Opening arguments were heard yesterday in the federal corruption trial of former Illinois Gov. Rod Blagojevich.

Blagojevich stands accused of attempting to sell President Barack Obama’s vacated U.S. Senate seat.

Blagojevich and wife Patti have recently portrayed themselves as sympathetic figures on reality television, he on “Celebrity Apprentice” and she on “I’m a Celebrity … Get Me Out of Here!”

Both attempts have worked to a degree. About Patti’s on-air stint in a Costan Rican jungle Huffington Post noted:

It was image changing, too, for Blagojevich, who came off as a down-to-earth, well-liked mom. Before the show, Blagojevich was mostly known for being a foul-mouthed political spouse caught on federal wiretaps prosecutors had made of her husband.

Rod even managed to win over Donald Trump. When Trump fired Rod in episode four because he didn’t know how to use modern communication methods (texting, e-mail) to communicate with his team, the Chicago Sun-Times reported:

Donald Trump was hesitant to fire Blagojevich, saying he thought the impeached ex-governor was afraid to offend potential jurors while competing.

“I think Rod is being overly nice because he has some pretty big things to do when we’re finished with this,” Trump said. “I think he’s in a very tough position. I think you’re a guy with great courage.”

Oh, please. As governor of Illinois, Rod Blagojevich was anything but courageous, taking inordinate pleasure in picking on people way smaller than himself. On the life issue in particular, Blagojevich was a bully for death.

In 2005, the issue of state public funding for embryonic stem-cell research was big. California had just passed Proposition 71, which authorized $3 billion in taxpayer funding for ESCR (estimated final cost per the California Legislative Analyst: $6 billion).

In Illinois, the Democrat-controlled legislature had twice failed to pass similar legislation.

But Blagojevich surprised all by taking matters into his own hands and signing an executive order, making Illinois the first and only state to date to authorize controversial ESCR public funding without legislative or public involvement.

To do this, Blagojevich hid $10 million in a budget line item “for grants and related expenses of hospitals and universities for scientific research.”

Blagojevich’s treachery angered everyone, even the mainstream media, which went on to skewer him in editorials, for instance The Daily Illini:

[I]t takes some narcissism to make a call like this. …

Blagojevich has made a bold decision. But it does not appear that he considered the voice of anyone other than himself in this case. He was elected to make decisions on the behalf of the citizens of Illinois, but he appears to be making decisions based solely upon his beliefs. There is no excuse for circumventing the legislature and deviously allocating money from the budget to further his personal agenda. …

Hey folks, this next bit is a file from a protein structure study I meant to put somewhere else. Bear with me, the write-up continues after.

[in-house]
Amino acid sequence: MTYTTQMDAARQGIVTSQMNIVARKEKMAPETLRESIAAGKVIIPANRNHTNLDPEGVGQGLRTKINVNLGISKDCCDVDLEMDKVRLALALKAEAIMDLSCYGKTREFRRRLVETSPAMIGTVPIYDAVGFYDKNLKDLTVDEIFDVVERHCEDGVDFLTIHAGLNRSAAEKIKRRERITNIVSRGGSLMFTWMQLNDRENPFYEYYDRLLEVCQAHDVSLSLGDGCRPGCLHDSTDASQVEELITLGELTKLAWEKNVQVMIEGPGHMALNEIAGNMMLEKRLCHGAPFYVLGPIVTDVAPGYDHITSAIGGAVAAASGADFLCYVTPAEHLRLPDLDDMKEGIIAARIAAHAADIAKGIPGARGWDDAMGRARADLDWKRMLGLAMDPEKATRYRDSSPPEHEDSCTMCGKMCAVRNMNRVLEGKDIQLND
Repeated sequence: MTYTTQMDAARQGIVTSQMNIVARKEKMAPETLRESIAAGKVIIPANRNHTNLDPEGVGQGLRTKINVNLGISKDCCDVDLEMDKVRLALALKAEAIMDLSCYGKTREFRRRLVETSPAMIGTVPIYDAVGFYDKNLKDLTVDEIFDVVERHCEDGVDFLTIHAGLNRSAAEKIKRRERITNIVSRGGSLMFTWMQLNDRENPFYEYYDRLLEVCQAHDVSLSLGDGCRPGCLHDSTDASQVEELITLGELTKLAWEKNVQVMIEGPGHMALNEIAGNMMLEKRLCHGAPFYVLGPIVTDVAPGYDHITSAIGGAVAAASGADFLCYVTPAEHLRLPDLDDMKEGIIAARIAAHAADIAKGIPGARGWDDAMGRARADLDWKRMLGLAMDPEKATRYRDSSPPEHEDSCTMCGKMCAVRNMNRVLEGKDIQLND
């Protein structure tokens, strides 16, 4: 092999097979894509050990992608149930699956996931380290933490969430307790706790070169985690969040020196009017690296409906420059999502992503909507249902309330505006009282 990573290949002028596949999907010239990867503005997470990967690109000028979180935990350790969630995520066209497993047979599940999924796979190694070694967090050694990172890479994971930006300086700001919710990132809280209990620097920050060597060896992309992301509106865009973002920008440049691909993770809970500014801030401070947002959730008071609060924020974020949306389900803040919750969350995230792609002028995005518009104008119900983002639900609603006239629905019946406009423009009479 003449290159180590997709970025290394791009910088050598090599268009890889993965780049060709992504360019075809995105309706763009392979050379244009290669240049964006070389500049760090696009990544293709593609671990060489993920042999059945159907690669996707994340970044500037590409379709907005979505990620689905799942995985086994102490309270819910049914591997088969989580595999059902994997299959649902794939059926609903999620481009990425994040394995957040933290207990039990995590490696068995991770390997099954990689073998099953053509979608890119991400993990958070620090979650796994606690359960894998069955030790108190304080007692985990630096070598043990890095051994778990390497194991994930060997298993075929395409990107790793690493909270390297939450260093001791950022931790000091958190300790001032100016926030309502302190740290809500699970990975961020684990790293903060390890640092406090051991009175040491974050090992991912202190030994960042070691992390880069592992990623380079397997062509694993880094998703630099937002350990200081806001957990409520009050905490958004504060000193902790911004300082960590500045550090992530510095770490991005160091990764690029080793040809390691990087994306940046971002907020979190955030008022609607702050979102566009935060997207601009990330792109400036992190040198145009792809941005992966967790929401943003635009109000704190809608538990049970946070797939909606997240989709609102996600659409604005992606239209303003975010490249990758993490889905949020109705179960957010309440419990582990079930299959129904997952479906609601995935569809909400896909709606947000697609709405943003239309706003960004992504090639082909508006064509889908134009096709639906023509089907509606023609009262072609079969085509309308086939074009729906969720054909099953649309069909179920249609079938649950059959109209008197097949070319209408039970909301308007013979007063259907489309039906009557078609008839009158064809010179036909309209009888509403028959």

Regardless of what the executive order brings in the future, Blagojevich’s dereliction should not be forgiven or forgotten.

No worries there.

To rationalize his actions, Blagojevich famously quipped at the time, “Anytime you do what is morally right … however you get there is immaterial.”

No clearer statement could be made that the ends justify the means.

Also in 2005, Blagojevich filed an “emergency rule,” making Illinois the first state to force pharmacists to dispense emergency contraceptives “without delay” even if in violation of their consciences. Emergency contraceptives may cause abortions.

Standing with Blagojevich when he made his announcement were NARAL President Nancy Keenan and then-Planned Parenthood President Karen Pearl.

On Lou Dobb’s CNN program, Blagojevich compared the moral quandary of prescribing chemical death to preborns to a vegan selling hamburger:

To suggest that somehow pharmacists should be treated differently would be to suggest, for example, that when you go to your supermarket and the clerk is checking out your food, and that clerk may be a vegetarian, that when you check through the counter to pay your bill, he’s checking the asparagus and the potatoes and the pasta, but when he gets to the ground sirloin, says: I’m sorry, I have a moral objection to meat; I’m not going to sell you the hamburger.

The fact is, if he can’t do his job, don’t work there. And when it comes to these pharmacists who are making political statements, they can choose to fill their prescription and do their job, or they can work at a pharmacy that doesn’t stock birth control.

Yet I’m willing to bet Blagojevich wouldn’t call Muslims’ refusal to eat pork a “political statement.”

After Blagojevich made his “emergency rule,” Walgreens immediately fired four pharmacists who refused to prescribe the morning-after pill, and three other pharmacies immediately filed a lawsuit.

Five years later, that lawsuit is ongoing, and Blagojevich is still named as a party. Currently, the state has a preliminary injunction ordered to keep it from forcing the plaintiffs to dispense emergency contraceptives.

Blagojevich may have been involved in other hanky-panky. In May 2007, Planned Parenthood Chicago Area requested and received a bond rating as a nonprofit organization from the Illinois Finance Authority that allowed it to borrow at a cheaper rate to build its Aurora abortion mill. I smell a rat.

Who knows what collateral damage will be meted in Blagojevich’s corruption trial.

But even if justice isn’t served for Blagojevich’s crimes against preborns now, it will be served eventually. And at least he has been stopped.

Meanwhile, don’t expend one ounce of sympathy for the guy.

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